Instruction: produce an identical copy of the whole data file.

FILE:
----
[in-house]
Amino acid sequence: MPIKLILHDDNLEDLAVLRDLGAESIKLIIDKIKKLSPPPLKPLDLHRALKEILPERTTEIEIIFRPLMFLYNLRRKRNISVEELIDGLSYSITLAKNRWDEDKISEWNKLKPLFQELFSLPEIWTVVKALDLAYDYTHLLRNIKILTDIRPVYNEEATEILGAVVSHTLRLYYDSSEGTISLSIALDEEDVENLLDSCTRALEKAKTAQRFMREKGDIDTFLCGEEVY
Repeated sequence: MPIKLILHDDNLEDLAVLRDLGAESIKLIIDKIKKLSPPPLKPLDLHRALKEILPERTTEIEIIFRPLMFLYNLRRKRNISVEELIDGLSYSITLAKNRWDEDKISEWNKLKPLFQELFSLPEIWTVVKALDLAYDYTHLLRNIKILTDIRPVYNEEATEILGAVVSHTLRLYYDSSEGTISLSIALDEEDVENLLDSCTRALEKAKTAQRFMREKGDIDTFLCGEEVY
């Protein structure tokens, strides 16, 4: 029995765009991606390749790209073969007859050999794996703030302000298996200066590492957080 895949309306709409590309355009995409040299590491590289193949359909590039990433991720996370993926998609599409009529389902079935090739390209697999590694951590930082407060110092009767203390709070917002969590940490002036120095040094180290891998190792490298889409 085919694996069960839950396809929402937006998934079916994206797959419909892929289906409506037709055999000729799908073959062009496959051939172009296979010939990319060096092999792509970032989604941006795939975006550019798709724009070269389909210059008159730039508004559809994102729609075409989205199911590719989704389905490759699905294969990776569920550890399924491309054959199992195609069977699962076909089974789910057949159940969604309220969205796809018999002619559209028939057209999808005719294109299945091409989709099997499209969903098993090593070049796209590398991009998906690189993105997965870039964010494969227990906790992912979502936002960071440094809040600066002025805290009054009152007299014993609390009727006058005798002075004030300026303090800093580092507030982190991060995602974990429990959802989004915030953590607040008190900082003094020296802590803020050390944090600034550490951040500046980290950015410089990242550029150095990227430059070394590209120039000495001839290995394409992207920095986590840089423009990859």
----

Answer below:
[in-house]
Amino acid sequence: MPIKLILHDDNLEDLAVLRDLGAESIKLIIDKIKKLSPPPLKPLDLHRALKEILPERTTEIEIIFRPLMFLYNLRRKRNISVEELIDGLSYSITLAKNRWDEDKISEWNKLKPLFQELFSLPEIWTVVKALDLAYDYTHLLRNIKILTDIRPVYNEEATEILGAVVSHTLRLYYDSSEGTISLSIALDEEDVENLLDSCTRALEKAKTAQRFMREKGDIDTFLCGEEVY
Repeated sequence: MPIKLILHDDNLEDLAVLRDLGAESIKLIIDKIKKLSPPPLKPLDLHRALKEILPERTTEIEIIFRPLMFLYNLRRKRNISVEELIDGLSYSITLAKNRWDEDKISEWNKLKPLFQELFSLPEIWTVVKALDLAYDYTHLLRNIKILTDIRPVYNEEATEILGAVVSHTLRLYYDSSEGTISLSIALDEEDVENLLDSCTRALEKAKTAQRFMREKGDIDTFLCGEEVY
């Protein structure tokens, strides 16, 4: 029995765009991606390749790209073969007859050999794996703030302000298996200066590492957080 895949309306709409590309355009995409040299590491590289193949359909590039990433991720996370993926998609599409009529389902079935090739390209697999590694951590930082407060110092009767203390709070917002969590940490002036120095040094180290891998190792490298889409 085919694996069960839950396809929402937006998934079916994206797959419909892929289906409506037709055999000729799908073959062009496959051939172009296979010939990319060096092999792509970032989604941006795939975006550019798709724009070269389909210059008159730039508004559809994102729609075409989205199911590719989704389905490759699905294969990776569920550890399924491309054959199992195609069977699962076909089974789910057949159940969604309220969205796809018999002619559209028939057209999808005719294109299945091409989709099997499209969903098993090593070049796209590398991009998906690189993105997965870039964010494969227990906790992912979502936002960071440094809040600066002025805290009054009152007299014993609390009727006058005798002075004030300026303090800093580092507030982190991060995602974990429990959802989004915030953590607040008190900082003094020296802590803020050390944090600034550490951040500046980290950015410089990242550029150095990227430059070394590209120039000495001839290995394409992207920095986590840089423009990859």